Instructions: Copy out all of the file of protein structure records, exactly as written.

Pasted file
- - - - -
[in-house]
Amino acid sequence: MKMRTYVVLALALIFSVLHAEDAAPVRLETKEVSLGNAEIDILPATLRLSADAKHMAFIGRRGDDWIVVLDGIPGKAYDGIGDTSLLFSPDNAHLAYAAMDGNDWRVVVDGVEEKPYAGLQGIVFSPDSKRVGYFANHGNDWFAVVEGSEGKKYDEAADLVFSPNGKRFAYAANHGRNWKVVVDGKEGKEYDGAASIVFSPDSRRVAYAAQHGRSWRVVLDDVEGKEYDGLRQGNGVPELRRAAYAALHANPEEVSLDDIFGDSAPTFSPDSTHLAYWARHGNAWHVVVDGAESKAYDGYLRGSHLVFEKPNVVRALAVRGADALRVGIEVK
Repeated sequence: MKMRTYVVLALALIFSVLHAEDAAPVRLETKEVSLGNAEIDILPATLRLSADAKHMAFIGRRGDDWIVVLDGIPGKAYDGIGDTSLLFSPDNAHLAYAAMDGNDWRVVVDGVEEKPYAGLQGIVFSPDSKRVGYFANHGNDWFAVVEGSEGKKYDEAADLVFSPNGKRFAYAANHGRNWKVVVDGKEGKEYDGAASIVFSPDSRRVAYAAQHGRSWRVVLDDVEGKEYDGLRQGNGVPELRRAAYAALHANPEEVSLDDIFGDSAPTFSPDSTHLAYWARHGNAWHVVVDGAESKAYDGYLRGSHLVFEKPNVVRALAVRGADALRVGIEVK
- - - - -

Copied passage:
[in-house]
Amino acid sequence: MKMRTYVVLALALIFSVLHAEDAAPVRLETKEVSLGNAEIDILPATLRLSADAKHMAFIGRRGDDWIVVLDGIPGKAYDGIGDTSLLFSPDNAHLAYAAMDGNDWRVVVDGVEEKPYAGLQGIVFSPDSKRVGYFANHGNDWFAVVEGSEGKKYDEAADLVFSPNGKRFAYAANHGRNWKVVVDGKEGKEYDGAASIVFSPDSRRVAYAAQHGRSWRVVLDDVEGKEYDGLRQGNGVPELRRAAYAALHANPEEVSLDDIFGDSAPTFSPDSTHLAYWARHGNAWHVVVDGAESKAYDGYLRGSHLVFEKPNVVRALAVRGADALRVGIEVK
Repeated sequence: MKMRTYVVLALALIFSVLHAEDAAPVRLETKEVSLGNAEIDILPATLRLSADAKHMAFIGRRGDDWIVVLDGIPGKAYDGIGDTSLLFSPDNAHLAYAAMDGNDWRVVVDGVEEKPYAGLQGIVFSPDSKRVGYFANHGNDWFAVVEGSEGKKYDEAADLVFSPNGKRFAYAANHGRNWKVVVDGKEGKEYDGAASIVFSPDSRRVAYAAQHGRSWRVVLDDVEGKEYDGLRQGNGVPELRRAAYAALHANPEEVSLDDIFGDSAPTFSPDSTHLAYWARHGNAWHVVVDGAESKAYDGYLRGSHLVFEKPNVVRALAVRGADALRVGIEVK